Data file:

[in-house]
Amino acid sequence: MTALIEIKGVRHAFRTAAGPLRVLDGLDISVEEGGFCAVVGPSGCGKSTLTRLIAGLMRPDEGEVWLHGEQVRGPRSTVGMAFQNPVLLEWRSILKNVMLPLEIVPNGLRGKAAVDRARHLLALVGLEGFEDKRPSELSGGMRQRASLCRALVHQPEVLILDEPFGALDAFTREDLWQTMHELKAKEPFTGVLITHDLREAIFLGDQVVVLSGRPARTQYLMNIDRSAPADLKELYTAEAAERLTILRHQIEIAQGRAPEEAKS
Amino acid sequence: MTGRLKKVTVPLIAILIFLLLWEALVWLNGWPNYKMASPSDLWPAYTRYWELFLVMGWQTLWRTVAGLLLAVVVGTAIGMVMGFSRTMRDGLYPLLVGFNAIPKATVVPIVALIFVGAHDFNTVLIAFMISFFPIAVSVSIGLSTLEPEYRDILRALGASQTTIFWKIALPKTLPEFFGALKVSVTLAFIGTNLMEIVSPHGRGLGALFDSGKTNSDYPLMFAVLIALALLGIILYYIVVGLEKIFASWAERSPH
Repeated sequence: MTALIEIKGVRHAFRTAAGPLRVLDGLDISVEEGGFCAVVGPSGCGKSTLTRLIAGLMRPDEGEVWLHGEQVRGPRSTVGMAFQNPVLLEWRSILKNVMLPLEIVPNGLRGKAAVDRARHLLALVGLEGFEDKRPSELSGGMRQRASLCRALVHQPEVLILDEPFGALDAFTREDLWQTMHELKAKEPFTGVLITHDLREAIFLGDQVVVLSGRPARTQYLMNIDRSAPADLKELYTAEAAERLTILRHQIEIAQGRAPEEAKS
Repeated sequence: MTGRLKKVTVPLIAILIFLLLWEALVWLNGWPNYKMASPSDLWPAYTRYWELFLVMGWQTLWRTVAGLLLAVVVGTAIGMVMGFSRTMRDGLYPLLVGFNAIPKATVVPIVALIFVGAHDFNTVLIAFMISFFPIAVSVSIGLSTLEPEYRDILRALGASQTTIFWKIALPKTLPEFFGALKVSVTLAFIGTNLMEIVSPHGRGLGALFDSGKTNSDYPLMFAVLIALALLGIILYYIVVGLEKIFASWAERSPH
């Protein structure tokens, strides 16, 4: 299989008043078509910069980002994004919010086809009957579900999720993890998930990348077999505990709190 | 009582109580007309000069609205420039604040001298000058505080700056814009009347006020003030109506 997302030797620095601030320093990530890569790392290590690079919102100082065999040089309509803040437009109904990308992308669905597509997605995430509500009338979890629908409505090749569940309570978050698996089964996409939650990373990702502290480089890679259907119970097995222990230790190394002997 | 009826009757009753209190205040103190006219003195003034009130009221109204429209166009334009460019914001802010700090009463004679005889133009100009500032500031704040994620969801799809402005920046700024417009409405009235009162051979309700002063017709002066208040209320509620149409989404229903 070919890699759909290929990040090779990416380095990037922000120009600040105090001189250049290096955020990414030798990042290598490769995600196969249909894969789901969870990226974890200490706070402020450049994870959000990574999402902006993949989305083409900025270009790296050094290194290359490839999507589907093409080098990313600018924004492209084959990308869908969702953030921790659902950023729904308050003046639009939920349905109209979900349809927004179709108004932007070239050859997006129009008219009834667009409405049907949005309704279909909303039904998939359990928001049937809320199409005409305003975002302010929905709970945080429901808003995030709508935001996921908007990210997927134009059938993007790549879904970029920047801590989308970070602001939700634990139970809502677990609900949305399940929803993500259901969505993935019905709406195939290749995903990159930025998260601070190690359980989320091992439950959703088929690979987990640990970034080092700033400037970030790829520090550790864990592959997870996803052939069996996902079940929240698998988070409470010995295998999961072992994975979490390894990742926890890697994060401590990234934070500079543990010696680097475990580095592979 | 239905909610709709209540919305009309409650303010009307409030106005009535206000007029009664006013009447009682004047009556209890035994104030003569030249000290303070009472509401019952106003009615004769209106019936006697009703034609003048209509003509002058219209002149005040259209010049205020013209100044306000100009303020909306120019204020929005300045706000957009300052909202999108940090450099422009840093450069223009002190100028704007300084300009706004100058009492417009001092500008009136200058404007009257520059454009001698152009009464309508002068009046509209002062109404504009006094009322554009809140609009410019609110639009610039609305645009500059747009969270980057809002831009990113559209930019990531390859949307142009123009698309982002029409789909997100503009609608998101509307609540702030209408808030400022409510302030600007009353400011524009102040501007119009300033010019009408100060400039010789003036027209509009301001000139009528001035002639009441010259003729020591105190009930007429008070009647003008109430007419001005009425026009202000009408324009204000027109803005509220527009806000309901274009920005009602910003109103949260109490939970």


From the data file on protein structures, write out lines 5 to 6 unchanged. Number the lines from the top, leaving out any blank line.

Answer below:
Repeated sequence: MTGRLKKVTVPLIAILIFLLLWEALVWLNGWPNYKMASPSDLWPAYTRYWELFLVMGWQTLWRTVAGLLLAVVVGTAIGMVMGFSRTMRDGLYPLLVGFNAIPKATVVPIVALIFVGAHDFNTVLIAFMISFFPIAVSVSIGLSTLEPEYRDILRALGASQTTIFWKIALPKTLPEFFGALKVSVTLAFIGTNLMEIVSPHGRGLGALFDSGKTNSDYPLMFAVLIALALLGIILYYIVVGLEKIFASWAERSPH
């Protein structure tokens, strides 16, 4: 299989008043078509910069980002994004919010086809009957579900999720993890998930990348077999505990709190 | 009582109580007309000069609205420039604040001298000058505080700056814009009347006020003030109506 997302030797620095601030320093990530890569790392290590690079919102100082065999040089309509803040437009109904990308992308669905597509997605995430509500009338979890629908409505090749569940309570978050698996089964996409939650990373990702502290480089890679259907119970097995222990230790190394002997 | 009826009757009753209190205040103190006219003195003034009130009221109204429209166009334009460019914001802010700090009463004679005889133009100009500032500031704040994620969801799809402005920046700024417009409405009235009162051979309700002063017709002066208040209320509620149409989404229903 070919890699759909290929990040090779990416380095990037922000120009600040105090001189250049290096955020990414030798990042290598490769995600196969249909894969789901969870990226974890200490706070402020450049994870959000990574999402902006993949989305083409900025270009790296050094290194290359490839999507589907093409080098990313600018924004492209084959990308869908969702953030921790659902950023729904308050003046639009939920349905109209979900349809927004179709108004932007070239050859997006129009008219009834667009409405049907949005309704279909909303039904998939359990928001049937809320199409005409305003975002302010929905709970945080429901808003995030709508935001996921908007990210997927134009059938993007790549879904970029920047801590989308970070602001939700634990139970809502677990609900949305399940929803993500259901969505993935019905709406195939290749995903990159930025998260601070190690359980989320091992439950959703088929690979987990640990970034080092700033400037970030790829520090550790864990592959997870996803052939069996996902079940929240698998988070409470010995295998999961072992994975979490390894990742926890890697994060401590990234934070500079543990010696680097475990580095592979 | 239905909610709709209540919305009309409650303010009307409030106005009535206000007029009664006013009447009682004047009556209890035994104030003569030249000290303070009472509401019952106003009615004769209106019936006697009703034609003048209509003509002058219209002149005040259209010049205020013209100044306000100009303020909306120019204020929005300045706000957009300052909202999108940090450099422009840093450069223009002190100028704007300084300009706004100058009492417009001092500008009136200058404007009257520059454009001698152009009464309508002068009046509209002062109404504009006094009322554009809140609009410019609110639009610039609305645009500059747009969270980057809002831009990113559209930019990531390859949307142009123009698309982002029409789909997100503009609608998101509307609540702030209408808030400022409510302030600007009353400011524009102040501007119009300033010019009408100060400039010789003036027209509009301001000139009528001035002639009441010259003729020591105190009930007429008070009647003008109430007419001005009425026009202000009408324009204000027109803005509220527009806000309901274009920005009602910003109103949260109490939970």